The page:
Live: How Eagle Creek Makes an Impact Locally

Live: How Eagle Creek Makes an Impact Locally

Written by Luke Maguire Armstrong on

Luke Maguire Armstrong is the author of The Nomad’s Nomad, a travelogue featuring a raccoon mauling, run-ins with Narco Traffickers, and kids playing the most dangerous game on earth. He has worked on various educational development projects over the past decade and is currently working to fund a recently opened education center in Guatemala.


Live: How Eagle Creek Makes an Impact Locally

Live: How Eagle Creek Makes an Impact Locally

Eagle Creek works hard to create a company culture that fosters giving back to the community. The company’s biannual volunteering trips bring employees closer together, boost morale, and remind staffers that they aren't just working for Eagle Creek—they are also working to create positive changes in the world.   

Imagine a bright morning sun over a San Diego sky. It's early April, and the afternoon heat has yet to set in. Eagle Creek employees are trickling into the office's cafeteria area for breakfast on the company.

By 8:30am, just under 50 employees—who are clad in volunteer shirts—are happily chatting and eating as they gear up for the day ahead. Music plays under excited conversations and a summer camp vibe floats buoyantly through the air.

"Okay, can I have everyone's attention for a minute?" Eagle Creek Brand Marketing Manager Jessica Dodson says, standing up. "Let's go through the plan for the day."

The whole Eagle Creek team is headed to The San Elijo Lagoon Conservancy. In the morning, one group will remove invasive plant species that are growing around the inlet while the rest of the staff will remove graffiti from sandstone cliffs.

At noon, all the employees will break for lunch and then convene at the conservancy's nursery, where they will plant and re-pot indigenous species that are under threat from the invasive plants.

With the day's agenda laid out, employees grab work gloves, fill their favorite Eagle Creek daypacks andtotes with company-provided snacks, protect themselves with bug spray and sunscreen, and carpool to the site.

This is all well and good—quite wonderful, really—but what does it have to do with a company that specializes in creating top-of-the-line travel and outdoor gear? It's all part of Eagle Creek's employee-led, executive-supported Live.Work.Travel. Program.

Twice a year, Eagle Creek closes its offices to clear trails, paint playground equipment, volunteer with kids, help maintain community gardens, and do other sorts of scout-like activities.

Eagle Creek has a small, busy staff, so organizing and executing these biannual initiatives can be challenging. But there's a consensus: not only are these events that staff look forward to, it's totally worth it.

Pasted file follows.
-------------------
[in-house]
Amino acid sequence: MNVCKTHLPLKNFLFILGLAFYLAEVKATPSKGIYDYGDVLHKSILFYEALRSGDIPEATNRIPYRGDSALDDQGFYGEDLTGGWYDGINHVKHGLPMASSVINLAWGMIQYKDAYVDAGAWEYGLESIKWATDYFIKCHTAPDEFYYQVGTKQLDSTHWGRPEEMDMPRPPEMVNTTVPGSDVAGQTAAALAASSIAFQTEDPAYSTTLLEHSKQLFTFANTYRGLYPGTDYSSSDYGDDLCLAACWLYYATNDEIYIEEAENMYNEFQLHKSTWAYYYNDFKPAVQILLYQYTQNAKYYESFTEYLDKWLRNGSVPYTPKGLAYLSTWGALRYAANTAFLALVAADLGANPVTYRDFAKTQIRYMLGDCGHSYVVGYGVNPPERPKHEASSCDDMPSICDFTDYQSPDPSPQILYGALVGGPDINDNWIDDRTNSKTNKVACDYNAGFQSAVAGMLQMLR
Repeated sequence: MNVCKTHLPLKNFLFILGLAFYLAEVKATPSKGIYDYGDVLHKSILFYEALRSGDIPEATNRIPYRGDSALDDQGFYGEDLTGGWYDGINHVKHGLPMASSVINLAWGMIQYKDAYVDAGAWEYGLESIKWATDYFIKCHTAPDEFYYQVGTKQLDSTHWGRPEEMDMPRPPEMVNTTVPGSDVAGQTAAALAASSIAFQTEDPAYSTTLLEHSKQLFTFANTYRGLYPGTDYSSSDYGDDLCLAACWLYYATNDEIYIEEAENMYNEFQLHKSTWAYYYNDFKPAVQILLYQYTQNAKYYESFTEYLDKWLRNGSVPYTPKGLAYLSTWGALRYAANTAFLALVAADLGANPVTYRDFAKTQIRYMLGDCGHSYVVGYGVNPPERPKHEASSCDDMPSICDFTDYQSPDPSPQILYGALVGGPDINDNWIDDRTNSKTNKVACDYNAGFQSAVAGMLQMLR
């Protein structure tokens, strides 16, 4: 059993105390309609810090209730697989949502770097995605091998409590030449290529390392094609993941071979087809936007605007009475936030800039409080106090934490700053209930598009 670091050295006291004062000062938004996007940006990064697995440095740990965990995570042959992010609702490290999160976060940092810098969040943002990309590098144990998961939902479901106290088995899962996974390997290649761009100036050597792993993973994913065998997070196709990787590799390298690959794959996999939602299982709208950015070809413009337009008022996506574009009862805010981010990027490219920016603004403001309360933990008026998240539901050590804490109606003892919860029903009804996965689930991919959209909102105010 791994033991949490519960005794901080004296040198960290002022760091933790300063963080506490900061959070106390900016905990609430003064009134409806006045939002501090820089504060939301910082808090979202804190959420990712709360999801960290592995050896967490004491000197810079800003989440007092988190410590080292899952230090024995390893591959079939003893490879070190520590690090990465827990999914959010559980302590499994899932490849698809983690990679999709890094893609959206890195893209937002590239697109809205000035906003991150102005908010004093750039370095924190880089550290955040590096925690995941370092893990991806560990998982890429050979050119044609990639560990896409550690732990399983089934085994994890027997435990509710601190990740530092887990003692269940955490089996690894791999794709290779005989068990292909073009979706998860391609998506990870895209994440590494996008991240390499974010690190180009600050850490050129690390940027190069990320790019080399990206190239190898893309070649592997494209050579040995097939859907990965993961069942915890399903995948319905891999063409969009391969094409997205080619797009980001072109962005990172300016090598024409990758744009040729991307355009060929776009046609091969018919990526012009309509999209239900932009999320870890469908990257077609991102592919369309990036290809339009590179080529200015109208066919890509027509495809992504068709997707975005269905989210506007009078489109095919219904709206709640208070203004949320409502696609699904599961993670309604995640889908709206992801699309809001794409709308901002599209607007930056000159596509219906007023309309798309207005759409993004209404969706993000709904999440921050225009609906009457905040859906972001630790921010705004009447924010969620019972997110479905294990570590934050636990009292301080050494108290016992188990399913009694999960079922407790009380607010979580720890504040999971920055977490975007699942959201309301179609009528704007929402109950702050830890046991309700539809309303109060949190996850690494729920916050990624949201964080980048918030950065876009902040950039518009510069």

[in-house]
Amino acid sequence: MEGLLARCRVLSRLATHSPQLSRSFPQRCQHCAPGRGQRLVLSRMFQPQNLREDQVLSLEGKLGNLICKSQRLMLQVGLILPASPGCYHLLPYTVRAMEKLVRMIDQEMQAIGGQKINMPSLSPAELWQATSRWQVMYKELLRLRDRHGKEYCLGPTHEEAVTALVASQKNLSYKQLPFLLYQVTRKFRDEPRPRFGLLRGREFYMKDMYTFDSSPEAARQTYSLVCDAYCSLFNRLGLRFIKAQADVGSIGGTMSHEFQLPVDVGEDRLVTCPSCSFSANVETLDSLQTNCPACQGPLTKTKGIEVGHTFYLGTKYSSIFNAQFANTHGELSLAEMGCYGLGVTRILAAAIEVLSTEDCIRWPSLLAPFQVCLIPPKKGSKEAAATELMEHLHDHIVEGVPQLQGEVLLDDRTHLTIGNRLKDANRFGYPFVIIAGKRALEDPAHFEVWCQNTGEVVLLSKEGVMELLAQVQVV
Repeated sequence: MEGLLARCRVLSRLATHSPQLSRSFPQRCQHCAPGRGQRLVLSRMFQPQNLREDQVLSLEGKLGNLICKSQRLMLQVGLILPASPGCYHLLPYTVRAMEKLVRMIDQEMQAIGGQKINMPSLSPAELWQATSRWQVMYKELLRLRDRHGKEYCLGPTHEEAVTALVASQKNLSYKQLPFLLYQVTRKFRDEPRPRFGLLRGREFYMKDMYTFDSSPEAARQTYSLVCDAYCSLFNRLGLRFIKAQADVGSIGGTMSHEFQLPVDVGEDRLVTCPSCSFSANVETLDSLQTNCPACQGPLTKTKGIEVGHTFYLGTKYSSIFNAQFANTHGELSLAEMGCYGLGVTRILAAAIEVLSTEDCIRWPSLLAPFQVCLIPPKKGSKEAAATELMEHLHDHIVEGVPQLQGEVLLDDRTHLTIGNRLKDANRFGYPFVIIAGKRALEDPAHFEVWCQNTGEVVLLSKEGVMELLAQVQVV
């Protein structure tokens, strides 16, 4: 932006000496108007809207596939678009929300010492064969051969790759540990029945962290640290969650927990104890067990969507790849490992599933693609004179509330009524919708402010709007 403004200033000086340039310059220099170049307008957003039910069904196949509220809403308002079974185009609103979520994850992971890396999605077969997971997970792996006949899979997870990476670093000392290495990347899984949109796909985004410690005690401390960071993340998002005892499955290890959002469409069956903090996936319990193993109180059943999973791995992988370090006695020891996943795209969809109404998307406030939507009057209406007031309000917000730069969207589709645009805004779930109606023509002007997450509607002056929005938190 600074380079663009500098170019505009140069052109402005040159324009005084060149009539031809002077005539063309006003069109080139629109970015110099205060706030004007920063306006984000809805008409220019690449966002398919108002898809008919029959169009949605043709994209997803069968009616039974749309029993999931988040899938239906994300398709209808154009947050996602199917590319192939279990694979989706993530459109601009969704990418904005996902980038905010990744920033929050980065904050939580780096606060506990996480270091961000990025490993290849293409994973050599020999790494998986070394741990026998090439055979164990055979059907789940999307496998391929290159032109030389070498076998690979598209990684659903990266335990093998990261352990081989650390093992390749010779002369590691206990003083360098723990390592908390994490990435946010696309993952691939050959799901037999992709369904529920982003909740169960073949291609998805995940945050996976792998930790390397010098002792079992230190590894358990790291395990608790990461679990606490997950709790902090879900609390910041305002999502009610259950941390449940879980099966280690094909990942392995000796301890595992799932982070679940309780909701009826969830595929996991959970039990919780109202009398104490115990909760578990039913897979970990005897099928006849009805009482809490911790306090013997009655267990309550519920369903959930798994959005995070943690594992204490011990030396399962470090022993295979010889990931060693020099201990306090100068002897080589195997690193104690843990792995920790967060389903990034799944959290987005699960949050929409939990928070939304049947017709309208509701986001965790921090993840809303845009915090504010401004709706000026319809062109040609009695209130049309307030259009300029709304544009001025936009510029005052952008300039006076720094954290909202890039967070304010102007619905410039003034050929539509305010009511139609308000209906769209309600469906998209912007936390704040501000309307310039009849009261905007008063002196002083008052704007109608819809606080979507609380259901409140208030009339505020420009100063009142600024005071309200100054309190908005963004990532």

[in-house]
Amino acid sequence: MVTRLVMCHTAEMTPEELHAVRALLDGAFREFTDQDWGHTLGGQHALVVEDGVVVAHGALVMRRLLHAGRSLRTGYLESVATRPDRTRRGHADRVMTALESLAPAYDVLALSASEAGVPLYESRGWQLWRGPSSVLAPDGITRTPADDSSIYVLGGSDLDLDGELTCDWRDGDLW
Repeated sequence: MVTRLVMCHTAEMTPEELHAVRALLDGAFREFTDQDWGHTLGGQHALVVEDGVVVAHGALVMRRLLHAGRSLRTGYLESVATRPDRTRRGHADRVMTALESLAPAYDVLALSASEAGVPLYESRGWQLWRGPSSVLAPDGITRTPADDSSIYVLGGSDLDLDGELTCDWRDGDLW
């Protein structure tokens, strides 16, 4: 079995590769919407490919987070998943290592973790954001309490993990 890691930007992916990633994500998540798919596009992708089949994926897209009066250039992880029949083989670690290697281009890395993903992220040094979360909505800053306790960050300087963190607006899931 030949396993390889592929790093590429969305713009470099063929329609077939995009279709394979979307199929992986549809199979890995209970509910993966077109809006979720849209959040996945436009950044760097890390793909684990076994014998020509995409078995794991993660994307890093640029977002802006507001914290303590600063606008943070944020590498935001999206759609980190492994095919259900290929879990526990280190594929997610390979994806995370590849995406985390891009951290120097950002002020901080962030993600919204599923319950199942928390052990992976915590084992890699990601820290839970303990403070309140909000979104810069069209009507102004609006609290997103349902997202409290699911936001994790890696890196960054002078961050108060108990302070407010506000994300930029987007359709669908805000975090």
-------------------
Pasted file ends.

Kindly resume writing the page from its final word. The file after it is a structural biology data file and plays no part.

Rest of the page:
In fact, Dodson, who heads up these efforts, says, "With all of business demands, it's hard to make the time to go volunteer—but we know that it gives back so much to us. We don't have less work to do because of this program; we have more work. But it's a commitment and a value that people in our company have decided they want to invest themselves in."

It creates a workplace environment in a company that employees want to be a part of. "It gives people more passion behind their work," says Dodson.

Eagle Creek also takes part in charitable giving. Last year the company donated over $30,000 in cash and products to charities within the San Diego area and just as much to charities in their larger global community.

In addition to these biannual Service Day events, Eagle Creek fosters a "Voluntour Program" which allows employees to choose for themselves how they want to help the world. Eagle Creek offers an additional 40 annual hours of paid time off to all employees for volunteer work. And to support their philosophy of travel, for those employees who want to travel more than 200 miles outside of their community to serve, Eagle Creek offers a stipend to support their work.

This has created a positive working environment in which everyone helps each other and can’t help but talk about what they are doing. To foster these conversations, there's a board at the office where employees can let everyone know about their upcoming charitable initiatives so that people can join if they feel inspired.

"It is so great to get out of the office, make a difference, and then see people come to work recharged," Dodson says. "It's cultural. It's team-building. It's facilitating and encouraging a different way of thinking."

Eagle Creek's philosophy poses an interesting question: Why not blur the line between working for a paycheck and working for a better world? For me, personally, it's nice to know that the same people making the gear that I love are also making the world that I love a better place.